A series of shadowgrams represent the poignant fate of a lone starling, once part of a shimmering murmuration.
Two four-piece and a three-piece set of toned gelatin silver films recording shadows of a Starling’s body, feathers and Cicada husks and garden flowers made without a camera. Each film and film sandwich is encapsulated in a Mylar envelope. Unique objects displayed backlit on lightboxes.
I found the still-warm body of the dead Starling one hot summer afternoon in a suburban Melbourne front yard surrounded by its feathers and cicada remnants. I gathered it all up on a large piece of cardboard carefully maintaining the bird’s mortal gesture and surrounding objects as I found them. In my home darkroom, I placed the bird and other objects on a sheet of gelatin silver photographic film and exposed the film to a pre-calibrated pulse of portable photographic flash-light. I repeated the process several times on fresh sheets of film. I then developed the films in trays. A few days later I went out at night and placed sheets of the same type of film behind the garden vegetation and exposed the films to flash, processing the films the same way. No camera was used. The resulting images are life-scale negative shadows of their subjects: what was opaque or dense in the subject registers as light or transparent on film; where there was little or nothing to block or absorb the light of the flash the film is more exposed and hence darker. I call these camera-less images “shadowgrams”. Three of the Starling images are two sheets overlain and sandwiched together. All the others are single films. The garden images are bluer and slightly denser than the starling images: I bathed the garden films in a selenium chemical toner to create that effect. On the opposite wall is a spotlit inkjet print digitally reiterating the biggest of the film sandwiches as an enlargement on archival rag paper.
The simple analogue technique I employed to make The Fall is in principle the same as I have been using for thirty years although every project has involved the fabrication of special equipment and considerable variation in imaging materials, scale and process.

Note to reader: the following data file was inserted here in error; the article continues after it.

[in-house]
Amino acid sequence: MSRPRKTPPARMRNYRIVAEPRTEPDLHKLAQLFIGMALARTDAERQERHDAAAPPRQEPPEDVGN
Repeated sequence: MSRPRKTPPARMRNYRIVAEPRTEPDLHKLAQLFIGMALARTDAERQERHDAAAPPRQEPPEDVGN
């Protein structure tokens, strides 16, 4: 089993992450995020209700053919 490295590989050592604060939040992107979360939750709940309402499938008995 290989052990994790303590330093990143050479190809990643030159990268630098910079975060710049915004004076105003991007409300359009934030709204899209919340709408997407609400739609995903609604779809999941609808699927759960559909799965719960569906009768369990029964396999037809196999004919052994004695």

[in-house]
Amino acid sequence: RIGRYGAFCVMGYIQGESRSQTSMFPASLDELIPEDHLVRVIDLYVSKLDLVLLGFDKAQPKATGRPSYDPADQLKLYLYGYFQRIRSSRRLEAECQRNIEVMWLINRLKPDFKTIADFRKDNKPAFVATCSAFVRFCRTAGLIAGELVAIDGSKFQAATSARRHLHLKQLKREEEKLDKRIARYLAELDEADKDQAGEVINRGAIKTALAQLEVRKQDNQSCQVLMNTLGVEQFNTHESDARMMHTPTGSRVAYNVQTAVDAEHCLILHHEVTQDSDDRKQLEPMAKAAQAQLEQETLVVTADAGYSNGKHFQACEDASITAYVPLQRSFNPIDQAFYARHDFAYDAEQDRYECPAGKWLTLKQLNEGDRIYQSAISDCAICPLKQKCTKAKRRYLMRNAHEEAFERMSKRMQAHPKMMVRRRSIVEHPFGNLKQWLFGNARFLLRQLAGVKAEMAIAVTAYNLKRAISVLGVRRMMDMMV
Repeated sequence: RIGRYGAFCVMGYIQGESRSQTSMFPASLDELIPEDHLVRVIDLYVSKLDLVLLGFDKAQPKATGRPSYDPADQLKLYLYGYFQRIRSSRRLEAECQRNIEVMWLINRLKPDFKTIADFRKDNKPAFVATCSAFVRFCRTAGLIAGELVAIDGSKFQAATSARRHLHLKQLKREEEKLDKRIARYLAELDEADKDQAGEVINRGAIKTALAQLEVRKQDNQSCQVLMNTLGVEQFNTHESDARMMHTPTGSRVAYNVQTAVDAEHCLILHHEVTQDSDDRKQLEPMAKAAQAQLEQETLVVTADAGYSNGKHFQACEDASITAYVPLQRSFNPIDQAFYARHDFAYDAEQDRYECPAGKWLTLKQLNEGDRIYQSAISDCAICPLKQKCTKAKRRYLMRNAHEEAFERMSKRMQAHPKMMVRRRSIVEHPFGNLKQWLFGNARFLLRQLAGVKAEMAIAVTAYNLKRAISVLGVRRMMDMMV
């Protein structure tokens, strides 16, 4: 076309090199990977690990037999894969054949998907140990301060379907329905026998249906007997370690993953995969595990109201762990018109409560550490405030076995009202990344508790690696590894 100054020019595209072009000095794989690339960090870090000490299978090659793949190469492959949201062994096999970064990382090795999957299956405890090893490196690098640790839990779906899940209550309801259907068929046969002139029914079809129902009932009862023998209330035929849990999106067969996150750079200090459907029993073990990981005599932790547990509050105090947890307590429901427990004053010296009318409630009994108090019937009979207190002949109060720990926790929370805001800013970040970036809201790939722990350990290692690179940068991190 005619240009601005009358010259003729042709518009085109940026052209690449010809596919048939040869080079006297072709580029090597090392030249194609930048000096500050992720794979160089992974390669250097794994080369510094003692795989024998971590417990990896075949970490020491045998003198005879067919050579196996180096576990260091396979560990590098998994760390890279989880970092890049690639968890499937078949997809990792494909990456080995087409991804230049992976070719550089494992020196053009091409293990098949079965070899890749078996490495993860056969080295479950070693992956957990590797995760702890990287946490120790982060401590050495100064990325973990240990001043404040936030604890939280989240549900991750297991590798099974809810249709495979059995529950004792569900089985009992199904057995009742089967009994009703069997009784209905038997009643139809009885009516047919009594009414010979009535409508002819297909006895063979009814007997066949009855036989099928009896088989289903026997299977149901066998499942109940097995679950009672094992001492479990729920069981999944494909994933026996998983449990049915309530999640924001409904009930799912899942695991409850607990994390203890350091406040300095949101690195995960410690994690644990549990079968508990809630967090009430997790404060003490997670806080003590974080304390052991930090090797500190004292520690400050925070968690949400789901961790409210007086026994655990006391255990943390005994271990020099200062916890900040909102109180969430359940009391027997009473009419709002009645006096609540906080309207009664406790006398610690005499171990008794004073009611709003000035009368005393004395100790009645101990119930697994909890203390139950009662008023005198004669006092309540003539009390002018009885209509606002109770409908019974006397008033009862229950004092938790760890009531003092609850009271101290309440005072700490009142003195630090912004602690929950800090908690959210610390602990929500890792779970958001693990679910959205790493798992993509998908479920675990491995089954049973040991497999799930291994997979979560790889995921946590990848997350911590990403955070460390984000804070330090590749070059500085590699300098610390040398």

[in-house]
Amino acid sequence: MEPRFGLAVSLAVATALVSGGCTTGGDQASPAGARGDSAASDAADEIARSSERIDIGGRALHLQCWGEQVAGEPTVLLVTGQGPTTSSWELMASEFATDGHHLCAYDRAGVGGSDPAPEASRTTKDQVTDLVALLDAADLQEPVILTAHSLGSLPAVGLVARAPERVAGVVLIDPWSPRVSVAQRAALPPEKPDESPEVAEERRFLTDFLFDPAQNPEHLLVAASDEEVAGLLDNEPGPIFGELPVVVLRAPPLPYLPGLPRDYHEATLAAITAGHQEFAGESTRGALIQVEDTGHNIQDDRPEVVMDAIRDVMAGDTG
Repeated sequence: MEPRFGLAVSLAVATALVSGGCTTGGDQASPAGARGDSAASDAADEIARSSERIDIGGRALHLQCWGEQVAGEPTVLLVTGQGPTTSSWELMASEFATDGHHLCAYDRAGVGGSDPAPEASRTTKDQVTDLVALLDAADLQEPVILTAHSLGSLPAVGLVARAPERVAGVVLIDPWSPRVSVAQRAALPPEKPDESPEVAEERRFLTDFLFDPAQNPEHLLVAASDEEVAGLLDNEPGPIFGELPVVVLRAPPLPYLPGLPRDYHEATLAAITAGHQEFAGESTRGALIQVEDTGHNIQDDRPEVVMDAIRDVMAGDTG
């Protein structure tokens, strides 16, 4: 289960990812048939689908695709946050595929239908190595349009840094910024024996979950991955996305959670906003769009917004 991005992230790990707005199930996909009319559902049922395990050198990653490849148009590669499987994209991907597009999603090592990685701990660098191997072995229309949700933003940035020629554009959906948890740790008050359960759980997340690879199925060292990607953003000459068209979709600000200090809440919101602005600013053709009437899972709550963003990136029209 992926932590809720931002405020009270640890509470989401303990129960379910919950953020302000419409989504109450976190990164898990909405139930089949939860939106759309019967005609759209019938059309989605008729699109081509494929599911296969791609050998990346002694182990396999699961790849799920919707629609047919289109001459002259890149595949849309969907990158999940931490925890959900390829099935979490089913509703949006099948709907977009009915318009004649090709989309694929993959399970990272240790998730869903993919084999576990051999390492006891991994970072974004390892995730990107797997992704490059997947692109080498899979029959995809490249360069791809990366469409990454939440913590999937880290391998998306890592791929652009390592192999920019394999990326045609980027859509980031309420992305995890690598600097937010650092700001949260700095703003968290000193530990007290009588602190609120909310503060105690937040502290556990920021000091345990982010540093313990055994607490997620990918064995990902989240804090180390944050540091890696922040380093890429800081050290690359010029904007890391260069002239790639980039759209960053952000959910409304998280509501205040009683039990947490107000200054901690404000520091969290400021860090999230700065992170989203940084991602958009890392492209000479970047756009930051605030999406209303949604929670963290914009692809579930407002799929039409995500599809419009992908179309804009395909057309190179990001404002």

Introduced by nineteenth-century colonists, the inquisitive, omnivorous, fecund, adaptable Common Starling (Sturnus vulgaris) lives up to its name driving out and displacing native birds across Australia’s temperate southeast. Yet its wretched exotic status belies an exceptional musical and acrobatic talent. Entranced by its song eighteenth-century composer Wolfgang Amadeus Mozart kept one as a pet so beloved he commemorated its passing with a funeral service. Why and how clouds of Starlings seamlessly execute the seasonal aerial displays known as ‘murmurations” is a mystery—although each birds awareness of seven neighbours is known to carry through the whole flock, aiding harmonic movement. In ancient Rome, religious augurs divined omens from the shape of their swarmings. Whether or not it fell from a murmuration, the poignant verisimilitude of this little avian corpse can be read as a portent too. Its mortal gesture is reminiscent of renderings of Icarus who flew too close to the sun but the trajectory of change typified by this invasive species invites predictions both more ecological and ominous.
Harry Nankin: The Fall is at Castlemaine Art Museum March 19 – May 2 2021
About Harry Nankin
Photographic artist, educator and environmentalist Harry Nankin is known for his eerily beautiful and poetic use of the revelatory power of simple photographic processes. For three decades he has investigated what he calls the “ecological gaze” using camera-less ‘shadowgrams’ to record environmental phenomena on site. Employing processes that are partly land art, partly performance and partly photography, he has turned the landscape itself into the camera. His subjects have included the sea, rainforest, Mallee woodland, insect colonies, precipitation and capturing the ‘light of the stars’ to render enigmatic pictures of heaven and earth. To interpret the post-goldrush landscapes of central Victoria where he now lives, in 2020 he returned to using the film camera. The recipient of multiple Arts Victoria and Australia Council grants, his artwork has been published, exhibited, reviewed or acquired for collections on four continents.
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